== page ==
We then built a managers’ code of conduct, which was a statement about how we behave as managers. Now, all new managers read it, sign it, and commit to it. It’s about treating people, with respect, assuming the best, holding people accountable fairly, etc.

So we actually had meetings with staff, and read the code of conduct to them, and made an oath. It’s such a part of the culture now it’s actually become an after thought, but that moment in time was transformational. We had felt like it was a risky maneuver, and we felt like we would be judged on these things that we were promising, but we were being judged anyway. In the end the staff saw that we had committed openly to these principles. It was a deliberate opening up.

On a related note, there was a time when our staff satisfaction results were going down. The consultant we brought in at the time pulled out one of the themes of our results, and made us aware that management owns staff satisfaction at Wheatsville. She said later that she remembered us all leaning in towards each other saying, “how are we gonna fix this”. She said she really appreciated our attitude. We get good feedback from consultants because they feel that we do the work that we have committed to do.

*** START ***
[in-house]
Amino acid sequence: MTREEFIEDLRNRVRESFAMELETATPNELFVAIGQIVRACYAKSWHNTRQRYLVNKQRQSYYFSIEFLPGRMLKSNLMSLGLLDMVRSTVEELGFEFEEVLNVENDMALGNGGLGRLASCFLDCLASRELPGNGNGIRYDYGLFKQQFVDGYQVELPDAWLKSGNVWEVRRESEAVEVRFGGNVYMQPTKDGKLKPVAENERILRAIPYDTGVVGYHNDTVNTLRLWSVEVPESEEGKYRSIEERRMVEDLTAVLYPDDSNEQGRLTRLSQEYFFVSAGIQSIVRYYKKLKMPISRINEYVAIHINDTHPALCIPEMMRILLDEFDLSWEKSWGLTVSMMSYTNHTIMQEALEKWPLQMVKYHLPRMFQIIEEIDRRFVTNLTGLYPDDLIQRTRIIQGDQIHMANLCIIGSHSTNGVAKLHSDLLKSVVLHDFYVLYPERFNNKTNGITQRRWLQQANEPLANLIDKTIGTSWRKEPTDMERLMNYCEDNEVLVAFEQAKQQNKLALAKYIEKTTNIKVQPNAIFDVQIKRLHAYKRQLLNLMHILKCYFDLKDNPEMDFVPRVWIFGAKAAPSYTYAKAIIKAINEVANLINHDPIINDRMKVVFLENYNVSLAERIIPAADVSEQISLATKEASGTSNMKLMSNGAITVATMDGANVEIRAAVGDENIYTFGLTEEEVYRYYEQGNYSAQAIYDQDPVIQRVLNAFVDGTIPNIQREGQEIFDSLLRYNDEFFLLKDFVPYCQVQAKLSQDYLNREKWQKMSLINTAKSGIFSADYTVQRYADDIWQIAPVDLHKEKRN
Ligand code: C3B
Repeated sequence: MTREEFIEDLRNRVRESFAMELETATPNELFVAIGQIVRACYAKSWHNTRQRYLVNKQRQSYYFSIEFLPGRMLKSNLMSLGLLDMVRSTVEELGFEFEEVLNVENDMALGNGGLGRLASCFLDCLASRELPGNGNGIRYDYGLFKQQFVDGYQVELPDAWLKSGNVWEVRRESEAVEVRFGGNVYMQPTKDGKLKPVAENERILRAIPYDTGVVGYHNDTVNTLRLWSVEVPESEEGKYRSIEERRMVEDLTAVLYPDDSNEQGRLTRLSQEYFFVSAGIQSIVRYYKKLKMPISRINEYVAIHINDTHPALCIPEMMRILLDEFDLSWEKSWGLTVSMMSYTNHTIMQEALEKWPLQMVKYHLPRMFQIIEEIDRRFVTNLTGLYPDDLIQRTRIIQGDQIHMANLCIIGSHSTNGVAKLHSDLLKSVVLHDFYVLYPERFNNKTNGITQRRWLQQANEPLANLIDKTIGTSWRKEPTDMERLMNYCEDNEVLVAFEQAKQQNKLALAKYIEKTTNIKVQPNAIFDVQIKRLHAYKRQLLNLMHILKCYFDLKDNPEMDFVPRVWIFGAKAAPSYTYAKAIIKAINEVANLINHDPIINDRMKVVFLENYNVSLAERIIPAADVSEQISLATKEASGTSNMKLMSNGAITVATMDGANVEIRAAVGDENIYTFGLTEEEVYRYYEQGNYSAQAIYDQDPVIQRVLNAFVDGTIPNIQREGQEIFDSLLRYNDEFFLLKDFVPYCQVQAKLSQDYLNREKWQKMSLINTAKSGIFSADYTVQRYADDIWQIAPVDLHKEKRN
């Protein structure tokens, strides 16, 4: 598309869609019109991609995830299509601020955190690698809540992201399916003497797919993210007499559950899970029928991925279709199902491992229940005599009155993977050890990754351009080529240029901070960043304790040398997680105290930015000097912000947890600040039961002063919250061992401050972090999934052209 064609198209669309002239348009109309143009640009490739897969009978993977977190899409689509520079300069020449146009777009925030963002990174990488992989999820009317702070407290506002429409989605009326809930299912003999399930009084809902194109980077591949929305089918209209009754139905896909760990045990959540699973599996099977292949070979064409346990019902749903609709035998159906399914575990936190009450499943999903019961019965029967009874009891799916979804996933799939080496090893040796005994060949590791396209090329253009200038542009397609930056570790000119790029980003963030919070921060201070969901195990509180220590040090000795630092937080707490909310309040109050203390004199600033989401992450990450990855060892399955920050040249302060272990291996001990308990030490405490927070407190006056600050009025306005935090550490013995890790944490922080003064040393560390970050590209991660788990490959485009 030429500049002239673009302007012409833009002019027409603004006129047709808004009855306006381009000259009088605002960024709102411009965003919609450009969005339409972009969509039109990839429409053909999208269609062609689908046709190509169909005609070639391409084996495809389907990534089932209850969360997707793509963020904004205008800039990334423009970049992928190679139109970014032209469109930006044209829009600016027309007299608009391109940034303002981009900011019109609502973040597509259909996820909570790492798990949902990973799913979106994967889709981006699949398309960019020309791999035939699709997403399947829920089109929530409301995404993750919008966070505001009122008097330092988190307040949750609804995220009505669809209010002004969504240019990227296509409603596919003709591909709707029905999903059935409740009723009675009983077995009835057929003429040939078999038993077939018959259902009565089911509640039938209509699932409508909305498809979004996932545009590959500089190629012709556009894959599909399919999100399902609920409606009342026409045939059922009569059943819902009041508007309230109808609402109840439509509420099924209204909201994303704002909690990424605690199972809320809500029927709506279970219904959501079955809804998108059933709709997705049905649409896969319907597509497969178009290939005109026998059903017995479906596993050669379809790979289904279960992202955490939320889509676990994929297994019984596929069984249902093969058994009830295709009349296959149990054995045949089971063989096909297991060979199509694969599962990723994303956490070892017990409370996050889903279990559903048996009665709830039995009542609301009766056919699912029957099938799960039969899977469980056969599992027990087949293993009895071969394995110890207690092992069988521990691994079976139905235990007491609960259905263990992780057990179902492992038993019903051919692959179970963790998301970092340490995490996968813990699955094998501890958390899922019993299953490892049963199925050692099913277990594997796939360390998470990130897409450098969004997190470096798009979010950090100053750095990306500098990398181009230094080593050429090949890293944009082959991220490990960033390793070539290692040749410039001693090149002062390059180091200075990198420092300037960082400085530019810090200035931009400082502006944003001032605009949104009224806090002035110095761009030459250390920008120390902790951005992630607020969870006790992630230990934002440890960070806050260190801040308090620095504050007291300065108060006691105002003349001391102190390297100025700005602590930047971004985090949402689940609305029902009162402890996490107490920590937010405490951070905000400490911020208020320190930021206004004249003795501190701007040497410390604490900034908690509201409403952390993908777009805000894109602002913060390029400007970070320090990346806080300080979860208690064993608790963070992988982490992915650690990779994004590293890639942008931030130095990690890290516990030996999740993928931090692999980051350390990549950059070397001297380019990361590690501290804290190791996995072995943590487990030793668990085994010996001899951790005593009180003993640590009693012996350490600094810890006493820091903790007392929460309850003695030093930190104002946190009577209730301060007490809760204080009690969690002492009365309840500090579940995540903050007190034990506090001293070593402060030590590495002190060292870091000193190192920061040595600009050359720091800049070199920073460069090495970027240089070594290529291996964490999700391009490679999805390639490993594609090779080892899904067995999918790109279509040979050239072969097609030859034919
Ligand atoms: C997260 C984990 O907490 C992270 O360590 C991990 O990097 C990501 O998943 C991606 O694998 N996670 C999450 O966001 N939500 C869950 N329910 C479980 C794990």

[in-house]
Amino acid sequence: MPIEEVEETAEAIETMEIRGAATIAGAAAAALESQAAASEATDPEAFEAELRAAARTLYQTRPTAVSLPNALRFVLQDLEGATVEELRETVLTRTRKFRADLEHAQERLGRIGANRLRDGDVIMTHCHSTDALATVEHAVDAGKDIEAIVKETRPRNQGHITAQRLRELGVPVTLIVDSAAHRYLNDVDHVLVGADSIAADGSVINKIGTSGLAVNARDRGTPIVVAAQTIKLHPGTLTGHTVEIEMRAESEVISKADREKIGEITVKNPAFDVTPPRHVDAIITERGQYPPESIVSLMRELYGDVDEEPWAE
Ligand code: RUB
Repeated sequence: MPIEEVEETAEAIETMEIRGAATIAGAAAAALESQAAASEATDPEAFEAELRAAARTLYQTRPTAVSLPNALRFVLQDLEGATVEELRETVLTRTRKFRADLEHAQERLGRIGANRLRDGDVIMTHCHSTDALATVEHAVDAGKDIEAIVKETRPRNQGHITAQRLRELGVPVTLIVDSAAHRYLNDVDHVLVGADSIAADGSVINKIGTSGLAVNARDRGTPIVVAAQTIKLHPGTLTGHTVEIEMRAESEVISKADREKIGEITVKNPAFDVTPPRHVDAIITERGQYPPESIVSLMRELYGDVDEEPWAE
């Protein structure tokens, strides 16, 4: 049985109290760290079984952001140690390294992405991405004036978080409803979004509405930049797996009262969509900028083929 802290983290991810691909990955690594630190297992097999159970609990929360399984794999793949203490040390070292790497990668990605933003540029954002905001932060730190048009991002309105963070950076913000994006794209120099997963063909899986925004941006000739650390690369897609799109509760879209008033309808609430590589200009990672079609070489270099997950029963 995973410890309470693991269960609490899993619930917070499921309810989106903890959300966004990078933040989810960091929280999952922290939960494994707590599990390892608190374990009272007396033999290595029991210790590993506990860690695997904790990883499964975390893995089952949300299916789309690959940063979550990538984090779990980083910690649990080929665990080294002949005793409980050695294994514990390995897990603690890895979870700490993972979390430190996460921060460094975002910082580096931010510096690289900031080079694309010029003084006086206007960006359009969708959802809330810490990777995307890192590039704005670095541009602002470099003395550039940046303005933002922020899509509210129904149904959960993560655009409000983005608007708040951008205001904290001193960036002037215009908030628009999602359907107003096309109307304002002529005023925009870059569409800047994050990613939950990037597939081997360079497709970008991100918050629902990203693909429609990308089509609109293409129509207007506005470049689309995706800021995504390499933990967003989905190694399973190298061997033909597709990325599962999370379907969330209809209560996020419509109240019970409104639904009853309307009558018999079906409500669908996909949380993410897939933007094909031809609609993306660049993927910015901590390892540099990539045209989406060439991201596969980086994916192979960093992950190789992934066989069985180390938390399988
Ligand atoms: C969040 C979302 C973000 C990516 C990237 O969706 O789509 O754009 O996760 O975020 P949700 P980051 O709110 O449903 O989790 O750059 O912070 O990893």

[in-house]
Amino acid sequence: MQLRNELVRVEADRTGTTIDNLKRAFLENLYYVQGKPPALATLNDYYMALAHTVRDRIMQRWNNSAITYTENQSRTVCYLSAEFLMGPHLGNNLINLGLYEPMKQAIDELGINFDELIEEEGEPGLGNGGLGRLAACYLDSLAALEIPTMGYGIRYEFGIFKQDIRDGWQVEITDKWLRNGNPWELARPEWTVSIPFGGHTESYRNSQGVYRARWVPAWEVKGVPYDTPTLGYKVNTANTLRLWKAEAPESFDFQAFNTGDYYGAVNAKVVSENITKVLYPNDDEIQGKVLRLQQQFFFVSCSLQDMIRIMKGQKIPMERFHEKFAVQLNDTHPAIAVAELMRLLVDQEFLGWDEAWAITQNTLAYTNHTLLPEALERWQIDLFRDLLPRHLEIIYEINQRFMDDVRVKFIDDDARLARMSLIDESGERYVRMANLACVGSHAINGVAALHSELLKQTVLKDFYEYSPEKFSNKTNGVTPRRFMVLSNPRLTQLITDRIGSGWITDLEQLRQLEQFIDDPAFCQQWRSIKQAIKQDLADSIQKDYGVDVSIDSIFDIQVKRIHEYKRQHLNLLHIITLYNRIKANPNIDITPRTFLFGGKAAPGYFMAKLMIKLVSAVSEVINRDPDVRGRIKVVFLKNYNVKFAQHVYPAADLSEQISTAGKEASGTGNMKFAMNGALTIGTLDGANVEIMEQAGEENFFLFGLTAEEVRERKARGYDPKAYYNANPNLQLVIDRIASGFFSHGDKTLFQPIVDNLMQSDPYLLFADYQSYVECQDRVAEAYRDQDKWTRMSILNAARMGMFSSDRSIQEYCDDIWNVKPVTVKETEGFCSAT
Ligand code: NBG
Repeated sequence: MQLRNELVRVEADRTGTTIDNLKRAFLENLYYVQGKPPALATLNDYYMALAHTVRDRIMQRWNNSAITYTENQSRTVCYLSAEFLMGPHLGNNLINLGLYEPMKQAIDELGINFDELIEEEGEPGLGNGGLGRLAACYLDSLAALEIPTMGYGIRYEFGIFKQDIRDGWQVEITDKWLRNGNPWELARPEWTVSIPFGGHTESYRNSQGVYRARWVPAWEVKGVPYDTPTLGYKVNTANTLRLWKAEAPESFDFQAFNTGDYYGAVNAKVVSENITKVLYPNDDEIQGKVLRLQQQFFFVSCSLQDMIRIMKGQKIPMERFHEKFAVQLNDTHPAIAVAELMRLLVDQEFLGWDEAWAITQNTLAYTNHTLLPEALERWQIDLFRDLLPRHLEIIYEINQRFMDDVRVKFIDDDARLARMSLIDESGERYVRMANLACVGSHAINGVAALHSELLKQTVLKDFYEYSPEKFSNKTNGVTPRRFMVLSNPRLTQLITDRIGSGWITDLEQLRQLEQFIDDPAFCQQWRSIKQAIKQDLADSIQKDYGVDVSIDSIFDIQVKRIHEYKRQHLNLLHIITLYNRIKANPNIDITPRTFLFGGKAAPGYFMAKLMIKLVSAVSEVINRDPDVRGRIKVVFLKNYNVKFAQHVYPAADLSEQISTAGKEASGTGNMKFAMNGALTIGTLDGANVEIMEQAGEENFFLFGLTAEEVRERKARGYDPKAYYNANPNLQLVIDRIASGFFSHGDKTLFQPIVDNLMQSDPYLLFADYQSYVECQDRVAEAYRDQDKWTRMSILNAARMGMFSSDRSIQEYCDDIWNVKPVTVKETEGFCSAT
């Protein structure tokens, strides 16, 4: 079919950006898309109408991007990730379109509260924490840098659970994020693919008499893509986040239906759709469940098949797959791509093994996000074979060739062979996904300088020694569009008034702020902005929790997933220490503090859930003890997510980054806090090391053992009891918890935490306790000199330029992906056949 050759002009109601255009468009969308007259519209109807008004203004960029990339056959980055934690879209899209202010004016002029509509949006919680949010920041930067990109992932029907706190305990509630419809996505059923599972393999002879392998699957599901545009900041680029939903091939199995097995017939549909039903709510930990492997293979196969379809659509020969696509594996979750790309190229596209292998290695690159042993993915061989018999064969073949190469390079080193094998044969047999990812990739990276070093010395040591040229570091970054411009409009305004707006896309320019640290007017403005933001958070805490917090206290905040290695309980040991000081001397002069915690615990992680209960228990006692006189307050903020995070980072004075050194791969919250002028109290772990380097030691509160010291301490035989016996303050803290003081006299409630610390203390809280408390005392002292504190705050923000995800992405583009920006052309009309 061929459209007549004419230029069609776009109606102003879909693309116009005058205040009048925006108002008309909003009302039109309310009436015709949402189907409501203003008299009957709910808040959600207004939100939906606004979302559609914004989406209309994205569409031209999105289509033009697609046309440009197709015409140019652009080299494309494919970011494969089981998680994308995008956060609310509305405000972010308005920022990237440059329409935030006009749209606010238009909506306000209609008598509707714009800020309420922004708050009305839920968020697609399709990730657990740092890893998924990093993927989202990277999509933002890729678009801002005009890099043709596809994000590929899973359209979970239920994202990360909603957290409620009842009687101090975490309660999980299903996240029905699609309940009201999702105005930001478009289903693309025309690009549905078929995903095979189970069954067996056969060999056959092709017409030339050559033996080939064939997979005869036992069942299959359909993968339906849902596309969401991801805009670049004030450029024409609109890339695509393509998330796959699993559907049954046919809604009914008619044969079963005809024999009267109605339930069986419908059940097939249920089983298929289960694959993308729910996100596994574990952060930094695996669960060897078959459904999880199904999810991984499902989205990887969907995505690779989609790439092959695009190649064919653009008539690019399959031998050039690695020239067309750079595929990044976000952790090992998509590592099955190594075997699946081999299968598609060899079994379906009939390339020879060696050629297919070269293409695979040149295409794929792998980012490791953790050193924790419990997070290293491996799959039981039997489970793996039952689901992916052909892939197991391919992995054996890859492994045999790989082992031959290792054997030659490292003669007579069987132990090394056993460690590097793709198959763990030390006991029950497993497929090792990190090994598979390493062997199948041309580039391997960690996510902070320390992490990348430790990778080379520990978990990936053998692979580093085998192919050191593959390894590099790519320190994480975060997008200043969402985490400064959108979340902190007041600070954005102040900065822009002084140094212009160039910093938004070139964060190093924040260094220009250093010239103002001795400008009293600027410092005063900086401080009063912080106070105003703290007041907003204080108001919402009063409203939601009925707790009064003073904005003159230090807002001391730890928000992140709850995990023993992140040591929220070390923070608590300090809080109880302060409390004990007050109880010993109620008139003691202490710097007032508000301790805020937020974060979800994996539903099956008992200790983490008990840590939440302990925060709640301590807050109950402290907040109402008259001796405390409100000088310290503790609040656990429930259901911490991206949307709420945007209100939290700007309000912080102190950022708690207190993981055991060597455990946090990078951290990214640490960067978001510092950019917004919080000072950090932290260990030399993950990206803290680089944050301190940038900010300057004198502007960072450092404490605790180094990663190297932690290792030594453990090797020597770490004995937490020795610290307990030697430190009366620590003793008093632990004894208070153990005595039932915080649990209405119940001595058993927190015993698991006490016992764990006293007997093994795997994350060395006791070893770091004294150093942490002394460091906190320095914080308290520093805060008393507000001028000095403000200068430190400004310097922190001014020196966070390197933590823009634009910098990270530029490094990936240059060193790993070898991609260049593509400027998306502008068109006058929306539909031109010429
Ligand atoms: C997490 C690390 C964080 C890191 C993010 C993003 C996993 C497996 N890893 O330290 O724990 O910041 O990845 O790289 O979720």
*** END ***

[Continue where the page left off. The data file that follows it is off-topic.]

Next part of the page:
You must sometimes encounter challenging staff members. How have you handled your biggest challenges?

We had a lot of trouble with staff when we weren’t living up to our own ideals, but since we put in the code of conduct and became a more kind and generous workplace it’s gotten better.

Probably the best thing that we’ve done is get clear on expectations, so when we have a difficult staff person they know that they haven’t taken the opportunities to improve. We haven’t had a termination in the past two or three years where the person didn’t know it was coming or didn’t choose to leave on their own.

Farther back in the past, I would take those staff problems on myself for not being the best manager and not saying what needed to be said.